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Published: August 26th 2008
Fantasies of a Thai beach holiday have no doubt sustained countless people through months of mind-numbing workplace drudgery. Mine got me through a long Korean winter spent shivering in unheated classrooms. Admittedly I felt slightly less deserving of a holiday after being more or less entirely hammock-bound during our time in Laos, but landlocked Laos is no substitute for the idyllic Thai islands. So we had a little holiday. In fact it was quite a large holiday where the rigours of travel were replaced by lazing on the beach, relaxing by the pool, swimming, snorkelling, and long lie-ins. The lack of actual travelling means this will be short and a departure from my usual adjective-laden twaddle.
Chris and Lou (Paul’s friends from uni, who whether they like it or not are now my friends too😊 came out for a long-overdue meet up and a three week holiday. Reunions with university friends normally involve a few beverages and our non-drinking cultured ways were swiftly corrupted in quite legendary style. We partook mainly in the cheapest of the local beers ‘Chang’ and normally super-sized it and went ‘Chang large’ - or ‘Chang Yai’ for those who like to think they’re pretty smooth
in Thai after a couple of Changs (me). After a few too many we experienced the joys of being ‘Chang-ed’ and then the subsequent day’s pain of a ‘Chang-over.’ And yes the humble beer does have a whole lexicon of its own and so should any beer of 6.4%.
Another favoured drink was the ‘bucket’ (bare with me, it’s not all about alcohol). A classic bucket contains a hip-flask bottle of Sangsom (Thai whiskey), with a can of coke, a can of red bull and a multitude of straws (perhaps a hint that it’s meant to be shared, although if you didn’t already gather that from the fact you’re drinking out of bucket then there really is no hope). In the notorious bucket-drinking areas such as Hat Rin (home to the Full Moon Party and most likely the birthplace of the bucket) stalls and shops are crammed full of multi-coloured vessels (I really can’t keep using the word bucket) each with a bottle of Sangsom or Vodka and cans of mixers displayed inside - just pour and add ice. It really does look very attractive sitting there all neatly packaged, that is until it's mixed and three-quarters finished and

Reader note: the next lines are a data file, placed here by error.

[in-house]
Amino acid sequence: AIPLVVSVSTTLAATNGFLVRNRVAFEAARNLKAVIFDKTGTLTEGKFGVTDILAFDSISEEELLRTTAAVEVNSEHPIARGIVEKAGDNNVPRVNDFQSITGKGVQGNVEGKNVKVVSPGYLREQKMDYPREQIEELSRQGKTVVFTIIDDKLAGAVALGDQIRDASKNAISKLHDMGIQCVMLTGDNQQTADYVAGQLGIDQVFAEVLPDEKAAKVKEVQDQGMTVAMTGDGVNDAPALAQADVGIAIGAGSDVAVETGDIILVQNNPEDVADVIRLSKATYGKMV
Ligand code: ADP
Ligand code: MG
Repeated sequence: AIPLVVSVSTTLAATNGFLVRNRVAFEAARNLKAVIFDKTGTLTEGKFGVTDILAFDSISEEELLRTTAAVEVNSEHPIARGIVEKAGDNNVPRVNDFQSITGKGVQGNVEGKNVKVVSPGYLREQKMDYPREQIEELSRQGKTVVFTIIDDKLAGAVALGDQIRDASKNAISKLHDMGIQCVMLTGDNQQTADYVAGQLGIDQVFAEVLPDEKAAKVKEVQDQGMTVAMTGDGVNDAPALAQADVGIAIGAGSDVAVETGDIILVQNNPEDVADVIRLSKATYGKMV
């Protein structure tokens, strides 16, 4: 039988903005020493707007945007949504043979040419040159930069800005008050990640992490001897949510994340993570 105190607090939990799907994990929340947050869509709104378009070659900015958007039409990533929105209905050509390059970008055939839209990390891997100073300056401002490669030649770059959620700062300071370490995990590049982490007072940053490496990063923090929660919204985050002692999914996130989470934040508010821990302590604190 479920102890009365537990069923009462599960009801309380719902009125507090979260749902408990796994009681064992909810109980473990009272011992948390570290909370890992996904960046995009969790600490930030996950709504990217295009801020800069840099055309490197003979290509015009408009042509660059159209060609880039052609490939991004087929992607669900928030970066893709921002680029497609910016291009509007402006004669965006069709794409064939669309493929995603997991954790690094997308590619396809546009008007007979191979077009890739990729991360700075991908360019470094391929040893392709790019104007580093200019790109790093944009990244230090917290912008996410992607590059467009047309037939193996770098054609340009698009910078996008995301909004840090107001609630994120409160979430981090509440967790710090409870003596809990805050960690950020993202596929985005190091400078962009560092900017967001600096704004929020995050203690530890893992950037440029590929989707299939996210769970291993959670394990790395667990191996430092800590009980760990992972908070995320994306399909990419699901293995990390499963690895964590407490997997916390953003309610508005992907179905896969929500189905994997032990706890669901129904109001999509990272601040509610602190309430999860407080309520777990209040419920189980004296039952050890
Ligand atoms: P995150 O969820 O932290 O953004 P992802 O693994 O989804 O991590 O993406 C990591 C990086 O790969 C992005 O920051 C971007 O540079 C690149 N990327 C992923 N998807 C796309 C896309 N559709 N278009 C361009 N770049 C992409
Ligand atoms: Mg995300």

then it shows its true colours and becomes a bucket of death. Of course, as is true to our mature natures, our buckets were enjoyed responsibly (I say that entirely for our parents’ benefit) and we came out the other side with only minor injuries and our respective dignities pretty much intact.
Despite our night-time activities - which I shall mention no more due to fear of cementing international stereotypes - we did a fair bit of beach/island hopping. Bottle Beach on Koh Phan Ngan won the battle of the beaches for me, with its stylish entry requirement of a longtail boat (there’s no road in) and its charismatic residents, namely James Dean a.k.a ‘The Guitar King.’ Actually a waiter at a local restaurant, he had enough charisma and cool to be a king (if those are qualities one looks for in a king). He’d travelled from Bangkok as a teenager and made the beach his home, working at one of the guesthouses and epitomizing the Thai cultural ideal of ‘sanuk’
(every single activity, work or otherwise, should be made fun). If you’re going to Bottle Beach stay at the Haad Khaad Resort (it’s not actually a resort, it’s
just following the current Thai marketing trend of defining a resort as: bungalows + restaurant = resort). James Dean aside (which if you knew the guy you'd realise isn't actually possible) Bottle Beach fulfils the Thai beach fantasy with ease.